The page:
45th Lunar and Planetary Science Conference (2014) 2428.pdf AUTOMATED CORE SAMPLE ANALYSIS BY THE MARS MICROBEAM RAMAN SPECTROMETER (MMRS) ON-BOARD THE Zoë ROVER IN ATACAMA: A TERRESTRIAL TEST FOR MARS EXPLORATION Jie Wei1, Alian Wang1, James L. Lambert2, David Wettergreen3, Nathalie A. Cabrol4, Kimberley Warren-Rhodes4 and the LITA team, 1Dept of Earth and Planetary Sciences and McDonnell Center for Space Sciences, Washington University in St. Louis, St. Louis, MO, 63130, USA, ([email protected]) 2Jet Propulsion Laboratory, 4800 Oak Grove Drive, CA, 91109,3 The Robotics Institute, Carnegie Mellon University, 5000 Forbes Avenue, Pittsburgh PA 15213,4 SETI Institute Carl Sagan Center, NASA Ames Research Center, Moffett Field, CA 94035 Introduction: Raman scattering probes the fundamental vibrations of molecules that produces fingerprint spectral patterns with sharp no-overlapping peaks. Raman spectra can be acquired from the sample, as is, i.e., it is non-invasive, non-destructive and fast. Using a focused laser beam for excitation, in situ Laser Raman spectroscopy (LRS) is a powerful technique for the detection and characterization, at finescale, of the major, minor and trace species in a mixture (rocks and soils), and is suitable for landed surface explorations on planets. The Mars Microbeam Raman Spectrometer (MMRS), a LRS for flight, has been developed as a science payload instrument for landed Mars missions by a science team at Washington University in St. Louis, and an engineering team at Jet Propulsion Laboratory. Further developments since then have augmented its science capability and Technical Readiness Levels. A new version of MMRS, Compact Integrated Raman Spectrometer (CIRS), is now ready for flight. MMRS in the Atacama: The Atacama Desert is one of the driest desert on Earth , and an excellent analog site for Mars. Since 2012, the MMRS team has joined the NASA ASTEP Life in the Atacama (LITA) project. LITA has aimed at investigating the regional distribution of life and habitats in the Atacama Desert and also at promoting technology advances for remote exploration in terrestrial extreme environments and future Mars missions . During the 2013 field season, MMRS was installed on the Zoë rover (Carnegie Mellon University). The field exploration lasted for two weeks. Zoë traveled 50 km, and was remotely directed by a science team from U.S., and locally operated by an engineering team at Atacama. The Zoë Rover, MMRS, and BUF: One of the features of the 2013 LITA field campaign was the autonomous MMRS analysis of core samples. Core samples were obtained at 10, 30 and 80 cm depths, and delivered into the sample cups (10x10x10 mm3) on a carousel that delivered the sample under the MMRS probe head (figure 1). MMRS collected Raman spectra from a sampling spot excited by a focused 532nm beam. A stepper motor within the probe moves the optical bench linearly over the sample surface in a range of 10 mm, from which Raman spectra of 20-100 spots were collected without using autofocus. Core samples were obtained at four locales (#8,#11) on a playa. A pit was dug near each drilling hole and more samples were collected and manually put into cups for ground-truth. Additional pit samples were collected at Locale 2B, 5 and 6B, about 20 km to the west of the playa. Raman spectra were acquired by MMRS autonomously for both the core samples and the pit samples. Figure 1. MMRS and core sample delivery system on Zoë rover. (1) MMRS main box; (2) MMRS probe head; (3) Carousal; and (4) Drill head. A BUF camera using white and UV LEDs for illumination was installed on the same carousel next to the MMRS, to obtain the context image of the sample surface examined by MMRS. The wavelength (370 nm) of the UV LEDs was selected to obtain bio-related UV fluorescence (BUF) images. The same set of field samples were taken to the WUSTL laboratory and Raman spectra were acquired with a laboratory Raman spectrometer (Kaiser Hololab 5000, 532 nm). MMRS calibration, validation, and field robustness: MMRS spectrometer wavelength calibration was made using a Ne lamp before during and after the field campaign. In addition, reference Raman spectra of naphthalene and diamond were taken frequently during the field campaign for laser wavelength calibration, and for the evaluation of MMRS’ general performance, such as sensitivity, noise level and spectral resolution. Any changes, especially the optical alignment of MMRS affected by mechanical, optical or electronic fluctuations during the transverse of the rover, would be reflected in the reference spectra. Despite Zoë rover’s 50 km transverse on a rough terrain and a wide diurnal temperature cycle, from -6 to 27 0C, during the field campaign, the MMRS did not show noticeable performance change. On the other hand, we did notice the laser wavelength shifts, as a result of lacking adequate temperature control in the current laser unit within MMRS probe. This issue has been corrected for 2014 field season. Minerals identifications: Multi-point Raman spectra were obtained for 31 core and pit samples. The spectral 45th Lunar and Planetary Science Conference (2014) 1017 1129 1025 γ-CaSO4 1000 1200 XCO3 464 762 Feldspar 600 800 1354 1605 400 Carbon 1200 (c) Quartz 510 289 478 204 200 1000 Anatase 813 398 800 638 600 151 400 (b) 1066 464 713 Calcite 1085 800 1008 600 (a) 1136 1008 676 671 610 629 620 632 492 422 Gypsum 282 400 Anhydrite 674 494 415 418 500 analysis showed the presence of three groups of minerals in the Atacama samples. They are: original igneous minerals (mainly feldspar and quartz); alteration products (e.g., TiO2 and goethite); and hydrous or anhydrous salts (sulfates and carbonates) with variable origins. (d) Carbon 1000 1200 1400 1600 1800 Raman Shift (cm-1) Fig. 2 Typical Raman spectra for the minerals identified. (a) sulfates, (b) carbonates, (c) feldspar, anatase and quartz, and (d) carbon. All spectra were in situ acquired by MMRS, except those of γ-CaSO4 and carbon. MMRS covers a Raman shift range from 100 to 4000 cm-1. For clarity, the high frequency region was not shown. Typical spectra of three calcium sulfates are shown in Fig. 2a, top panel. These spectra in 4001200 cm-1 range bear similar spectral pattern as the major Raman peaks are contributed by the internal vibrations of common SO4 group in these sulfates. The shifts in exact peak positions among three sulfates are caused by structural changes (bond length and angles) of SO4 tetrahedra induced by the change in cation or hydration degrees. Two OH stretch Raman peaks in gypsum appeared at 3407 and 3494 cm-1. The position of the strongest peak, ν1(SO4) symmetric stretch in gypsum and anhydrite are different by 9 cm-1 and can be clearly distinguished. ν1(SO4) in another stable hydrated cesium sulfate, bassanite (CaSO4·0.5H2O), is located at 1015 cm-1 [4-6], too close to make an assertive difference from this set of data due to laser wavelength shift discussed above. No Raman spectra obtained can be unambiguously assigned to bassanite at this point. A third Ca-sulfate was found in laboratory measurement of the samples, with the strongest ν1(SO4) mode occurring at 1025 cm-1. Based on the position details of all observed peaks, the phase was assigned to 2428.pdf be γ-CaSO4.  Two carbonates were observed (Fig. 2b). Calcite has the major Raman peak at 1086 cm-1, the sample in Fig. 2b also contained gypsum (1008 cm-1) and quartz (464 cm-1). The second carbonate has the strongest peak at 1066 cm-1. One candidate is K2CO3, which has been reported to have the ν1(CO3) peak at 1063 cm1 ; some other candidates are BaCO3 and BaCa(CO3)2, with the peak at 1060 and 1066 cm-1, respectively. Raman spectra of quartz and anatase are shown in Figure 2c. The strongest Raman peaks of feldspars fall within the narrow region of 505 to 515 cm-1. The three end member feldspars, K-feldspar, albite and anorthite, have the strongest Raman peaks at 513, 508 and 505 cm-1, respectively. The strongest Raman peaks observed are between 508 to 516 cm-1, indicating dominant alkali-feldspars.. Raman peaks of carbonaceous materials were observed in a few samples (Fig. 2d). Raman spectra of graphite has 3 bands (D, G, D’) at 1355, 1581 and 1620 cm-1. The observed band at 1605 cm-1 seems to be an overlap of G- and D’-bands. Different ratios of band areas were obtained, which suggests a difference in structural order of these C-bearing phases. Phase distributions at different depths in a playa We used a Raman point count method  to extract the mineral proportions from MMRS line scan measurements on each Atacama sample. The averaged percentage proportions of quartz, gypsum, anhydrite (with bassanite), feldspars, calcite and anatise are 10, 11, 8, 7, 2 and 1.8 respectively. We found from the samples collected by drill at different depth (surface, 20 cm, 60 cm, 80 cm depth) of a playa, both anhydrite and gypsum show higher proportions at the deepest points, and almost zero percent distribution at the surface. However, at Locale 5B, an ash sample is composed almost purely of gypsum. Quartz does not have depth preference, while feldspar shows high proportion at the surface. No indication of organics was observed from both Raman spectra and BUF images from the current data analysis. References:  Wang et al. (2003), JGR, 108(E1), 5005.  Michael et al. (2006), Science, 1573-1577.  Cabrol et al. (2007), JGR, 112, G04S02.  Susana et al. (2006), Anal BioAnal Chem, 384, 100-113.  Yang et al. (2009), 40th LPSC, Abst #2128.  Berenblut et al. (1973), Spectrochimica Acta, 29A, 29-36.  Chio et al. (2004), American Mineralogist, 89, 390-395.  Buzgar and Apopei, (2009), Geologie. Tomul LV, no. 2, 97-112.  Freeman et al. (2008), The Canadian Mineralogist, 46, 1477-1500.  Haskin et al. (1997), JGR, 102: 19293- 19306.  Sutter et.al. (2007), JGR, 112, G04S10. Vitek et al., (2013), Appl. Spectrsopy, 67, 76-778.  Livneh et al. (2002), Phys. Rev. B, 66, 195110.  Cabrol et al., 2014, this LPSC. Acknowledgement: NASA ASTEP Projects: NNX11AJB7G and NNX09AE80X; McDonnell Center for the Space Sciences, Washington University in St. Louis.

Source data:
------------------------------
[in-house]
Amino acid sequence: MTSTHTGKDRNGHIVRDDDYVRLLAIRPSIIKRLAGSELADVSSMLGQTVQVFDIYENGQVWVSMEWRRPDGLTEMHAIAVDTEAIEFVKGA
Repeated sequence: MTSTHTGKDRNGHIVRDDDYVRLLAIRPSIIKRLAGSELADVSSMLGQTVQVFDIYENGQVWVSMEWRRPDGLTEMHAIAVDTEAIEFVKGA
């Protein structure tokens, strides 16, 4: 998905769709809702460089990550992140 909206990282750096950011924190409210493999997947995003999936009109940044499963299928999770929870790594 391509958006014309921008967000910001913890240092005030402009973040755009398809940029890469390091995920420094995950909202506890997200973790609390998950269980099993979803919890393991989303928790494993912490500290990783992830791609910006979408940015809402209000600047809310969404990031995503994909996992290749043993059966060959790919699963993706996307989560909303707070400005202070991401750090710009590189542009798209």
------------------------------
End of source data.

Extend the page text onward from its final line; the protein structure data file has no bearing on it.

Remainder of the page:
© Copyright 2020